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Washington Nationals’ 2017 bullpen: Will Nats find themselves a closer?

There are options available in free agency and trades, and there are in-house options for the Washington Nationals. So where will their next closer come from?

Arizona Diamondbacks v Washington Nationals Photo by Greg Fiume/Getty Images

As of this afternoon, the Washington Nationals have yet to make any significant additions to their bullpen (sorry Jimmy Cordero and Austin Adams), though they actually have attempted to sign or acquire a number of relievers this winter.

Writing about the Nats’ pursuit of Kenley Jansen, who eventually returned to the LA Dodgers, FanRag Sports’ Jon Perrotto wrote this past weekend about just how close Jansen came to choosing Washington before he returned to Los Angeles.

“The closer said he was set to sign with the [Nationals] in December until the Dodgers added an extra year to their offer. Thus, Jansen returned to Los Angeles on a five-year, $80 million contract.”

After pursuing Jansen, Mark Melancon, Wade Davis and others this winter, the Nationals, Perrotto notes, “... are left without a proven closer as they attempt to defend their National League East title.”

While there are still options available (Perrotto mentions the Nats’ rumored interest in free agent closer Greg Holland), the Nationals could still turn to their in-house options if necessary.

Perrotto suggests that Shawn Kelley, 32, is the “top in-house candidate” after Kelley finished the first season of his 3-year/$15M deal with the Nationals with a 2.64 ERA, a 2.97 FIP, 11 walks (1.71 BB/9), 80 Ks (12.41 K/9) and .193/.232/.403 line against in 58 innings pitched.

Kelley’s season ended when the right-hander was removed from Game 5 of the NLDS matchup with the Dodgers with numbness in the fingers of his right hand.

An NL scout Perrotto spoke to expressed some concern about what he saw from Kelley overall in 2016, when the righty relied more on his fastball than his slider, reversing a trend from the previous two seasons:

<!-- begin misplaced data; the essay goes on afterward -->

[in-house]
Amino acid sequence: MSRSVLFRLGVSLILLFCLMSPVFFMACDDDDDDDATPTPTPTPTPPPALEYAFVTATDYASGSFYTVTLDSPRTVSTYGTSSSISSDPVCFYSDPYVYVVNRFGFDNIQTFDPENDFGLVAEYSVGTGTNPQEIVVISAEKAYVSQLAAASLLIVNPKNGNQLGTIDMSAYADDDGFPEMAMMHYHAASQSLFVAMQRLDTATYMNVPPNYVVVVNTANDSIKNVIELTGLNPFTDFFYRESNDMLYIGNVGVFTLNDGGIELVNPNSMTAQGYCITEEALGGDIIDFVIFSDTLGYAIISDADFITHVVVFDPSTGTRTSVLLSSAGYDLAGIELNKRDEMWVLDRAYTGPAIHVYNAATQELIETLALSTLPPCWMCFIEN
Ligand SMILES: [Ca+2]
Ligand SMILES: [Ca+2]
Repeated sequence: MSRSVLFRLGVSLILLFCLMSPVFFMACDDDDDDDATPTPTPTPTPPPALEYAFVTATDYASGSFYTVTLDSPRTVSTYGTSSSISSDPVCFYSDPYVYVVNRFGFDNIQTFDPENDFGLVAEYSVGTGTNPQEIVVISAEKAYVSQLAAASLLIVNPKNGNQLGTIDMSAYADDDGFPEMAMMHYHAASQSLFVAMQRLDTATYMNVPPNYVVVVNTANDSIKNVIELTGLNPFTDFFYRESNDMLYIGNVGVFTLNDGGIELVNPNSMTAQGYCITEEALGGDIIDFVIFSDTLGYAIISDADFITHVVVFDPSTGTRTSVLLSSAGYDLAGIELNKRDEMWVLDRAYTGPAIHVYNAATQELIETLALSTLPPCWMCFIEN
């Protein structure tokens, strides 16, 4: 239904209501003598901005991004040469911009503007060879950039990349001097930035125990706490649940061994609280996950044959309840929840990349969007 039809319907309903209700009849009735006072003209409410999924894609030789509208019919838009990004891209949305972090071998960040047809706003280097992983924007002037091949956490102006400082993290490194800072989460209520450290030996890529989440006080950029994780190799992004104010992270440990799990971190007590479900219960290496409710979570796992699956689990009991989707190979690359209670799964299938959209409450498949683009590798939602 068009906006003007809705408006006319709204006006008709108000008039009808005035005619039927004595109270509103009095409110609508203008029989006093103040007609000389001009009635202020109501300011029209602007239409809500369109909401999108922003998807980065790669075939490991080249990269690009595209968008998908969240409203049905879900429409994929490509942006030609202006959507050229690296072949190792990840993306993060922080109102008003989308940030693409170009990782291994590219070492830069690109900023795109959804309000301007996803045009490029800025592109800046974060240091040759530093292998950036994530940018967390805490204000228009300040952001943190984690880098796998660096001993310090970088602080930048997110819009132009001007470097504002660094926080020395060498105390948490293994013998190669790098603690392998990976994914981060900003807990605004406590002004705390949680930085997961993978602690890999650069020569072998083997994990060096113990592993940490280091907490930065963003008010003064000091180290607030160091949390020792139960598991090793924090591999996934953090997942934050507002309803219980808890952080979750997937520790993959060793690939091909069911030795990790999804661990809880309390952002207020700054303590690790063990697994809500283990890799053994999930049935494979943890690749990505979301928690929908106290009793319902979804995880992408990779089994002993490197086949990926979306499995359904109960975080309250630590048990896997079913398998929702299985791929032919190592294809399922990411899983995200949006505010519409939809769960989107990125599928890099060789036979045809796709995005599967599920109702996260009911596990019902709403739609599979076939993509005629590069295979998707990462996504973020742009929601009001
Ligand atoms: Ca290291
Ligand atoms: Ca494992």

“His best pitch is that wipeout slider and he didn’t throw it much last year, which tells me he might he might have been protecting his arm,” the scout [said].

“His fastball is OK but, as good as he was last year, he needs to be able to throw the slider to be really effective.”

In 2014 with New York’s Yankees, Kelley threw his fastball 41.8% of the time, and his slider 57.2% of the time. In 2015, with San Diego, it was 44.4% fastball/55.1% sliders.

Last season, Kelley threw his fastball 56.2% of the time and his slider 43.7% of the time. Was it a result of a different approach with different catchers and coaches, or something else as the scout in the article speculates?

Will the Nationals turn closing duties over to the righty, who’s already undergone two Tommy John surgeries after using him carefully in his first season in D.C.?

Another in-house option? Blake Treinen, 28, who put up a 2.28 ERA, a 3.62 FIP, 31 walks (4.16 BB/9) and 63 Ks (8.46 K/9) in 67 IP last season.

“He’s gotten better every year,” the scout Perrotto spoke to said.

“He throws a 97-mph fastball with sink and lefties don’t give him nearly as much trouble now that he has learned to throw his slider for strikes. I don’t think we’ve seen the best of him yet.”

In his first full season in the majors in 2015, opposing lefties had a .336/.425/.509 line against Treinen, who held righties to a .184/.276/.216 line.

In 2016, the hard-throwing right-hander held left-handed hitters to a .218/.348/.390 line and right-handers to a .221/.296/.305 line.

Treinen held hitters to a .118 AVG and collected 42 strikeouts with his slider last season.

Nationals’ Pitching Coach Mike Maddux talked about the difference he saw in Treinen over the course of their first season working together.

“A lot of outs per pitch thrown, gets the ball on the ground,” Maddux told reporters.

“You saw Blake Treinen in Spring Training, you saw Blake Treinen in October, that was puppy dog to bulldog. He was a beast at the end of the year. Could he handle the ninth? Sure.”

Writing about the Nationals’ internal relief options this morning, Washington Post beat writer Chelsea Janes mentioned Koda Glover as perhaps “the most natural fit to close,” while acknowledging his relative lack of professional experience, and discussing Trevor Gott, Cordero and Adams as bullpen possibilities.

Glover, 23, is recovering from a torn labrum in his hip this winter after working his way up over the last two seasons since the Nationals drafted him in the 8th Round in 2005.

GM Mike Rizzo told reporters this winter that whatever role he’s in, Glover will be an asset in the bullpen.

“I’m confident and comfortable that he’s going to be a good asset for the ballclub,” Rizzo said.

“He’s got good stuff, the right attitude, he’s got a little edge to him and a 98 mph fastball.”

Will the Nationals add an arm through free agency or trade before the start of Spring Training? There are options out there, and in-house options if they can’t find the right deal.